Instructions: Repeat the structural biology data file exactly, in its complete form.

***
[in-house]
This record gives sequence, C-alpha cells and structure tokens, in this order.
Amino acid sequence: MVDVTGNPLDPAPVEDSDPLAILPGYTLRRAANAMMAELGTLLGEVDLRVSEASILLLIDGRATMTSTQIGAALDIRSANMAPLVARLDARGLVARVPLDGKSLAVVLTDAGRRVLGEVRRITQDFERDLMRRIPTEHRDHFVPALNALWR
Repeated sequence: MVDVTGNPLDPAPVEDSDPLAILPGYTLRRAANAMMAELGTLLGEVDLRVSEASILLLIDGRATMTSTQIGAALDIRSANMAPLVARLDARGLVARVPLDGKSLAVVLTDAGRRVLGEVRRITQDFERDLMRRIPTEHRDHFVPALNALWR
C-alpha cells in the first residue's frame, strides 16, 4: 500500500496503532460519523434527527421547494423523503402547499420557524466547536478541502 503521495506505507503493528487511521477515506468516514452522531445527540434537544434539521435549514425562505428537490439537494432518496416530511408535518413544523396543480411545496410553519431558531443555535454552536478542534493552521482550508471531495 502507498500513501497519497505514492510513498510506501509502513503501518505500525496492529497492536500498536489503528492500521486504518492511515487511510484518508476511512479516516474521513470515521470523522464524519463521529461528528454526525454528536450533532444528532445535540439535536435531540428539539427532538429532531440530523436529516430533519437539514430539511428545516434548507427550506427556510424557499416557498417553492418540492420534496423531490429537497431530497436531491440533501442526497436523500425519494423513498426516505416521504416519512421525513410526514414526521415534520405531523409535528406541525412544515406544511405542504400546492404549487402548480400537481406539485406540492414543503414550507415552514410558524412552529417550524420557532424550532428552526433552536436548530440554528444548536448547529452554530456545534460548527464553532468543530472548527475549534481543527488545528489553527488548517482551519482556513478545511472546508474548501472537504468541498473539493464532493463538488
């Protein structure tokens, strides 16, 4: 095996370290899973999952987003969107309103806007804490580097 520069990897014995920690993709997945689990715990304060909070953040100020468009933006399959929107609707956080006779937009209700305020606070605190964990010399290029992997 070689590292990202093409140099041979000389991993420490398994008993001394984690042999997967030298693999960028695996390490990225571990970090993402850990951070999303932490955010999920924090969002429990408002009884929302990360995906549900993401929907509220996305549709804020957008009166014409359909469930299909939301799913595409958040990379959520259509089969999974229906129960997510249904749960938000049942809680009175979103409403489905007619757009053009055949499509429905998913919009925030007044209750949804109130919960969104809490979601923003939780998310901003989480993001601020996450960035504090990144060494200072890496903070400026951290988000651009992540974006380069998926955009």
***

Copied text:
[in-house]
This record gives sequence, C-alpha cells and structure tokens, in this order.
Amino acid sequence: MVDVTGNPLDPAPVEDSDPLAILPGYTLRRAANAMMAELGTLLGEVDLRVSEASILLLIDGRATMTSTQIGAALDIRSANMAPLVARLDARGLVARVPLDGKSLAVVLTDAGRRVLGEVRRITQDFERDLMRRIPTEHRDHFVPALNALWR
Repeated sequence: MVDVTGNPLDPAPVEDSDPLAILPGYTLRRAANAMMAELGTLLGEVDLRVSEASILLLIDGRATMTSTQIGAALDIRSANMAPLVARLDARGLVARVPLDGKSLAVVLTDAGRRVLGEVRRITQDFERDLMRRIPTEHRDHFVPALNALWR
C-alpha cells in the first residue's frame, strides 16, 4: 500500500496503532460519523434527527421547494423523503402547499420557524466547536478541502 503521495506505507503493528487511521477515506468516514452522531445527540434537544434539521435549514425562505428537490439537494432518496416530511408535518413544523396543480411545496410553519431558531443555535454552536478542534493552521482550508471531495 502507498500513501497519497505514492510513498510506501509502513503501518505500525496492529497492536500498536489503528492500521486504518492511515487511510484518508476511512479516516474521513470515521470523522464524519463521529461528528454526525454528536450533532444528532445535540439535536435531540428539539427532538429532531440530523436529516430533519437539514430539511428545516434548507427550506427556510424557499416557498417553492418540492420534496423531490429537497431530497436531491440533501442526497436523500425519494423513498426516505416521504416519512421525513410526514414526521415534520405531523409535528406541525412544515406544511405542504400546492404549487402548480400537481406539485406540492414543503414550507415552514410558524412552529417550524420557532424550532428552526433552536436548530440554528444548536448547529452554530456545534460548527464553532468543530472548527475549534481543527488545528489553527488548517482551519482556513478545511472546508474548501472537504468541498473539493464532493463538488
């Protein structure tokens, strides 16, 4: 095996370290899973999952987003969107309103806007804490580097 520069990897014995920690993709997945689990715990304060909070953040100020468009933006399959929107609707956080006779937009209700305020606070605190964990010399290029992997 070689590292990202093409140099041979000389991993420490398994008993001394984690042999997967030298693999960028695996390490990225571990970090993402850990951070999303932490955010999920924090969002429990408002009884929302990360995906549900993401929907509220996305549709804020957008009166014409359909469930299909939301799913595409958040990379959520259509089969999974229906129960997510249904749960938000049942809680009175979103409403489905007619757009053009055949499509429905998913919009925030007044209750949804109130919960969104809490979601923003939780998310901003989480993001601020996450960035504090990144060494200072890496903070400026951290988000651009992540974006380069998926955009």